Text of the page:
Students often ignore blatant signs to seek psychological support for serious issues
You know counseling is stigmatized when the boy sitting across from you in the waiting room pretends to be feverishly engrossed in Allure magazine just so that he can avoid eye contact. For some reason, we have equated going to counseling with identifying ourselves as the friendly neighborhood psycho.
She goes to therapy? Oh thank God, I’ve been calling that one for years. What’s it now, schizophrenia? Pill-popping? Suicide? Maybe they’ll finally pack her off to the mental ward.
Or, if you’re not a psycho, then the only other alternative is that you are a complete failure at handling life. That pansy’s going to counseling? No wonder, he would cry over the death of a fly. I always knew I should buy him a lifetime supply of tissues; maybe this Christmas I’ll actually go through with it.
We like to think we’ve evolved, but we haven’t. We’re really just a bunch of superstitious animals. If we can’t see the problem, we’re afraid of it. We can’t see the mind very well, so it petrifies us.
What do we do when we encounter difficulties with the body? We go to the doctor. What do we do when we encounter difficulties with the mind? We make up nasty rumors about people who go to the therapist.
The problem with stigmatizing counseling is that people don’t go. They hide in a corner and hope the issue magically goes away. Let me be blunt: if you don’t do anything about it, it’s not going to go away. It’s going to get worse.
If you start hacking up blood, you don’t just crawl into bed and say, “Oh, but this will take care of itself. Just give me some time and some Motrin, I’ll be up and chipper tomorrow.” No.
We haul ourselves to the emergency room and figure out what the heck is wrong. If you ignore your mental difficulties, they aren’t going to go away either.
Crawling into bed is not a healing agent no matter how much we may fantasize that it is.
Facing our issues is especially relevant in college, simply because there are so many of them. College, despite what some people may think, can be a challenging time. It isn’t just a four-year drinking hiatus. At least, not for most of us. Below are a few of the most common situations a college student will have to face.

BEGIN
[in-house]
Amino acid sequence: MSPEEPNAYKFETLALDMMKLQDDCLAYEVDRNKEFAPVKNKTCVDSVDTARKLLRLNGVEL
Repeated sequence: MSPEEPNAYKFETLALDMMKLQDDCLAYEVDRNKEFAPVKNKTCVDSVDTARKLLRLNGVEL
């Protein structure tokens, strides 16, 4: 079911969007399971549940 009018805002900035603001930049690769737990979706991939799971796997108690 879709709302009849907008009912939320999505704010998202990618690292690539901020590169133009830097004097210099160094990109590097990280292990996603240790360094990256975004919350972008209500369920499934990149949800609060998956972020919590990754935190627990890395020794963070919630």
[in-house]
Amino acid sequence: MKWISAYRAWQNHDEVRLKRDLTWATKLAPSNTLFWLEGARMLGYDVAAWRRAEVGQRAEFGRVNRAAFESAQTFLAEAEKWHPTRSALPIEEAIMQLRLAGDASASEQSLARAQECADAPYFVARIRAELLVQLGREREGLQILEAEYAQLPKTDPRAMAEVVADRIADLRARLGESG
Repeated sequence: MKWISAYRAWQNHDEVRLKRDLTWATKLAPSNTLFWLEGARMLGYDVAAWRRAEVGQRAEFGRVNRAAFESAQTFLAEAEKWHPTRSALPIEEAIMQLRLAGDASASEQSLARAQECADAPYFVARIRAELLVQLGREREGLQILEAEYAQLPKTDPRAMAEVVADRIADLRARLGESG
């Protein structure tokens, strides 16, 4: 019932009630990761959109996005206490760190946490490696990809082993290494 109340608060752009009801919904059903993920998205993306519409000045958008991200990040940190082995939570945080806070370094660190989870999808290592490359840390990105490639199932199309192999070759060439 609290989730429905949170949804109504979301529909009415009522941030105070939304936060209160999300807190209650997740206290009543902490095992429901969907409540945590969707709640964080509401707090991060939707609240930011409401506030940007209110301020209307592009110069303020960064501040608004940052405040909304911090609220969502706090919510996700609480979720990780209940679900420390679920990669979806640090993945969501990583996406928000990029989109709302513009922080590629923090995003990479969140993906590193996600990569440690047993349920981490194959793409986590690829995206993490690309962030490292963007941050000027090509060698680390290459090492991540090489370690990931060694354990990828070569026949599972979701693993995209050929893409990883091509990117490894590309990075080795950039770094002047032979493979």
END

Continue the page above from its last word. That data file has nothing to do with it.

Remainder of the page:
First there’s the roommate situation. Most people come to college never having had to share a room before. The surest way to hate someone is to move in with them.
If you’re lucky, you’re sharing a 10’x15’ foot room with one other person; if fate hates you, you’re sharing it with two.
What does a small space plus multiple people equal? Issues. If you don’t stop using five consecutive alarms to wake up every day, I swear I’m going to throw your phone into the toilet one morning.
If you don’t start wiping up the layer of hairs covering my counter, I’m going to start putting them on your tooth brush instead of mine.
If you don’t stop sexiling me all the time, I’m going to book this room with every booty call in my phone for the next month.
The truth is, it’s really hard living with someone. Maybe you could use some advice for how to deal with it. Think about it.
Then there’s the drinking. Drinking is a major part of the college culture at any school. And no one knows how to handle it. Hey, you look familiar, did I meet you last night? Oh wait, I can’t remember because I’ve blacked out the 10 last consecutive times I’ve drank. What’s more risky, sitting mutely in class or choosing to participate while still drunk from last night? Oh I know, I’ll choose a happy medium, and sit far away so the professor can’t smell the alcohol on my breath when I speak. Hmm, do you think drinking five nights a week constitutes being an alcoholic, or is there a kinder way we can label this? Maybe I should check this out now before my GPA goes down the trash or my liver fails permanently.
Then there’s the issue of friends. Most people come to college knowing no one. What does this make you? Really desperate.
And I mean, really. You will befriend any living creature that happens to cross your path, so long as it guarantees that you don’t have to eat dinner alone in the Spit.
The problem is, quality outcomes aren’t usually born out of desperate choices. Sure, maybe you have a couple of friends from freshman year who happened to be both desperate choices and decent human beings, but you probably won’t have the luxury to pick friends of quality until sophomore year. What else does this make you? Really lonely.
Maybe you’re still worried about finding friends. Maybe you’re still in the “adjustment” phase, which, by the way, is much longer than you think.
Whatever the case, maybe you can ease some of these anxieties, or problems, or questions through counseling. Let’s be real, people. Counseling is not cheap.
This is the only moment in your life where you will find a counselor ready and waiting to assist you—for free. Do I need to repeat myself? This is free. And I don’t know about you, but I encounter free things so rarely that it makes me want to cry sometimes. So why aren’t you going? Every problem is worth talking about. Well, let me modify that. Most problems are worth talking about.
You probably shouldn’t have to go to a therapist to tell them about every thought or dream that enters your head. Trust me, they’re not very important. But for the real difficulties, or problems, or questions that you encounter, you should go. If I can show my face at the counseling center, so can you.
And I’m not crazy … at least, not that I know of, but the future could bring some interesting revelations.
Mary Finnegan is a junior English major from Washington, N.J. She can be reached at firstname.lastname@example.org.